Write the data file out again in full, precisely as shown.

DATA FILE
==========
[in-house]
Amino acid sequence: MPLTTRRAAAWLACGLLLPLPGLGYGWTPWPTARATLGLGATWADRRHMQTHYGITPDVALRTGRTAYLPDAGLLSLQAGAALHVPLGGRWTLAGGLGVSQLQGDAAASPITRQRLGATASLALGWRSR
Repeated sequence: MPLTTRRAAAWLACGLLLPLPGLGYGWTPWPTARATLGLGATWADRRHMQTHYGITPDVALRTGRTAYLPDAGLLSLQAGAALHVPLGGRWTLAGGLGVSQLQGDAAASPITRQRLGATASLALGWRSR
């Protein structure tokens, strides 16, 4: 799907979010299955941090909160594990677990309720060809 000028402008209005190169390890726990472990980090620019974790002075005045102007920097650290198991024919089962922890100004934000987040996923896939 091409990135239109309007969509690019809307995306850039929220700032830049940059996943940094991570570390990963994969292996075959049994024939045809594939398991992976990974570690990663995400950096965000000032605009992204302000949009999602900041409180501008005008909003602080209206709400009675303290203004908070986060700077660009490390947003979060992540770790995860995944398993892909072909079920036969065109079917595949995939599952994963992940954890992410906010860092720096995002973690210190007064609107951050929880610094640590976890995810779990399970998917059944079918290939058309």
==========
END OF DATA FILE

[in-house]
Amino acid sequence: MPLTTRRAAAWLACGLLLPLPGLGYGWTPWPTARATLGLGATWADRRHMQTHYGITPDVALRTGRTAYLPDAGLLSLQAGAALHVPLGGRWTLAGGLGVSQLQGDAAASPITRQRLGATASLALGWRSR
Repeated sequence: MPLTTRRAAAWLACGLLLPLPGLGYGWTPWPTARATLGLGATWADRRHMQTHYGITPDVALRTGRTAYLPDAGLLSLQAGAALHVPLGGRWTLAGGLGVSQLQGDAAASPITRQRLGATASLALGWRSR
């Protein structure tokens, strides 16, 4: 799907979010299955941090909160594990677990309720060809 000028402008209005190169390890726990472990980090620019974790002075005045102007920097650290198991024919089962922890100004934000987040996923896939 091409990135239109309007969509690019809307995306850039929220700032830049940059996943940094991570570390990963994969292996075959049994024939045809594939398991992976990974570690990663995400950096965000000032605009992204302000949009999602900041409180501008005008909003602080209206709400009675303290203004908070986060700077660009490390947003979060992540770790995860995944398993892909072909079920036969065109079917595949995939599952994963992940954890992410906010860092720096995002973690210190007064609107951050929880610094640590976890995810779990399970998917059944079918290939058309």